Dilated cardiomyopathy and end-stage heart failure result in characteristic functional, biochemical and molecular alterations. Multiple defects in cardiac excitation-contraction coupling have been suggested to underlie disturbed myocardial function and progressive remodeling. Ca2+ uptake and release by the sarcoplasmic reticulum (SR) have been shown to be altered in various animal models and human conditions. This review will focus on SR Ca2+ ATPase and its regulatory protein, phospholamban, as potential therapeutic targets. We summarize structural and genetic approaches, which have helped to elucidate the physiological role of phospholamban as a principal regulator of cardiac contractility and β-adrenergic stimulation in the heart. These findings are extended to the clinical arena, indicating a phospholamban/SR Ca2+ ATPase mismatch in human heart failure. Evidence is then provided, using genetically engineered mouse models, that SR dysfunction may play a key role in the onset and progression of heart failure. Phospholamban deficiency may prevent such left ventricular dysfunction and its progression to heart failure in some of the animal models with dilated cardiomyopathy. Based on these findings, we discuss the question of whether and how interfering with the phospholamban/SR Ca2+ ATPase interaction may be a promising therapeutic approach for heart failure.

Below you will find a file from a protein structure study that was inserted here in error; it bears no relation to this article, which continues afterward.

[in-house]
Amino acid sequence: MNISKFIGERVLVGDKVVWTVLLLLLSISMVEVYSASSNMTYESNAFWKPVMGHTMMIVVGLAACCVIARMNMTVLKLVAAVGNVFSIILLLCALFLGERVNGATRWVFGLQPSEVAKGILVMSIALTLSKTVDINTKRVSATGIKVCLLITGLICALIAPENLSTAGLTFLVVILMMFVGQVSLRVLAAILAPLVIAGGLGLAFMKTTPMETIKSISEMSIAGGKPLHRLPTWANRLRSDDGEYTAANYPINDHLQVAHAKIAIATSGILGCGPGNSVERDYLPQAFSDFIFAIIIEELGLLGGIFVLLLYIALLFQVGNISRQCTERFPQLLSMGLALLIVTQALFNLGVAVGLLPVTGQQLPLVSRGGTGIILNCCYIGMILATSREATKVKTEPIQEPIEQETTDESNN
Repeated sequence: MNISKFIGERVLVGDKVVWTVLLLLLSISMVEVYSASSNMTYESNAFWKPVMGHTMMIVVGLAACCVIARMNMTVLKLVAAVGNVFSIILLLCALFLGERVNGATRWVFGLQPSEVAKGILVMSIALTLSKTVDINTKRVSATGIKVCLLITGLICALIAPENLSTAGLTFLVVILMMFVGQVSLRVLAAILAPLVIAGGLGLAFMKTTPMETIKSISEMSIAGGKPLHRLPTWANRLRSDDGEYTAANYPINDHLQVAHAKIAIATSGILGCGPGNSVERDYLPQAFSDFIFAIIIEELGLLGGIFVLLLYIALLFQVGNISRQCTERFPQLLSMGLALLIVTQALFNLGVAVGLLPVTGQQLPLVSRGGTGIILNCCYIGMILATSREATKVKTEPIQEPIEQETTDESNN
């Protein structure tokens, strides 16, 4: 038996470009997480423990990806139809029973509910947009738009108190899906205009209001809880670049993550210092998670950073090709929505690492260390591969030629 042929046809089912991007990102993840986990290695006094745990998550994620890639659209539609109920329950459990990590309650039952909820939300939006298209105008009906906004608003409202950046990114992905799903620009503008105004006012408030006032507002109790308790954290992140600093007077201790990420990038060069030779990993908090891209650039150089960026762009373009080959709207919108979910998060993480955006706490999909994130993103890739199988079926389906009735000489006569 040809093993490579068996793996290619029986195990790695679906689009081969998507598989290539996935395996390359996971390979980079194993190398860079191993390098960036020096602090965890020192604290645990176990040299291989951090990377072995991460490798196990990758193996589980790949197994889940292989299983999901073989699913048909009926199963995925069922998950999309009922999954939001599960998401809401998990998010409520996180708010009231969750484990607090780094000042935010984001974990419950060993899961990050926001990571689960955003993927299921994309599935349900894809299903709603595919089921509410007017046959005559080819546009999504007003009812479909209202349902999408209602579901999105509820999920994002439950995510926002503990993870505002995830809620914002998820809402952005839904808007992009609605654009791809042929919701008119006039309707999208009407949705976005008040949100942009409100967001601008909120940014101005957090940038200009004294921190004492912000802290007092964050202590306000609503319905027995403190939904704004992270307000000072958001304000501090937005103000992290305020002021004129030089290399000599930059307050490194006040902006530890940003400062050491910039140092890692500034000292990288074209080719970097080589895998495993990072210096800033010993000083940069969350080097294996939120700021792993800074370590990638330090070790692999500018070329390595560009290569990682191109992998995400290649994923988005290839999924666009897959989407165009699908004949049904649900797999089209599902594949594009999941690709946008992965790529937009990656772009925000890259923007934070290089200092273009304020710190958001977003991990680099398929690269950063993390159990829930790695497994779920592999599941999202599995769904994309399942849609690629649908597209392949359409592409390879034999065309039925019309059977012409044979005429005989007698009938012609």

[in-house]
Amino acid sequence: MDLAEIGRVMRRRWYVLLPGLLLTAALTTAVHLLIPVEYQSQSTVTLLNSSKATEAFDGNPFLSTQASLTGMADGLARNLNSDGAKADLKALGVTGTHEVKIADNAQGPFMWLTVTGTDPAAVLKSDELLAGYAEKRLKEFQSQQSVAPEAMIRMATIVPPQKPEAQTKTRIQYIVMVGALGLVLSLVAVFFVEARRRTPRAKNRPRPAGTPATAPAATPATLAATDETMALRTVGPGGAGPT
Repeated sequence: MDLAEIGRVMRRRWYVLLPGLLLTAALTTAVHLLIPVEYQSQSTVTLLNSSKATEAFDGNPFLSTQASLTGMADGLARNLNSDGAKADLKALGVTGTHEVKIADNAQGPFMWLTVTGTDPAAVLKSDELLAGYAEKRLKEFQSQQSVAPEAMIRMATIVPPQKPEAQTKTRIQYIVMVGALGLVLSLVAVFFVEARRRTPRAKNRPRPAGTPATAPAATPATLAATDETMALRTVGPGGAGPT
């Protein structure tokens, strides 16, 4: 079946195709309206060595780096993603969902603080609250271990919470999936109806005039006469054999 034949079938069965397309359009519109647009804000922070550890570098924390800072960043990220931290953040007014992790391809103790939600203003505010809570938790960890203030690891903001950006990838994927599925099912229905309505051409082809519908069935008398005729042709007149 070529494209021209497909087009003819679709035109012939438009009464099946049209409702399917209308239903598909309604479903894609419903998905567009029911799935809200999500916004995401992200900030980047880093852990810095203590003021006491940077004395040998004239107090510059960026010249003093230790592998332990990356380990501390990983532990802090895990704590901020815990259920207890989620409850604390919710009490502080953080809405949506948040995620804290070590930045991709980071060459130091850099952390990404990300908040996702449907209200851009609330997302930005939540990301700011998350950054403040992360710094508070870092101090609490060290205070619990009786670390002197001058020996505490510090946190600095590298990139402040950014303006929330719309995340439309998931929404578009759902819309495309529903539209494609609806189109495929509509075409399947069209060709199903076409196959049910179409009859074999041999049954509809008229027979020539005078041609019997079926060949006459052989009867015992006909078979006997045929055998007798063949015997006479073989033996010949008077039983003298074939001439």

- Calcium cycling
- Sarcoplasmic reticulum
ASJC Scopus subject areas
- Cardiology and Cardiovascular Medicine
- Pharmacology (medical)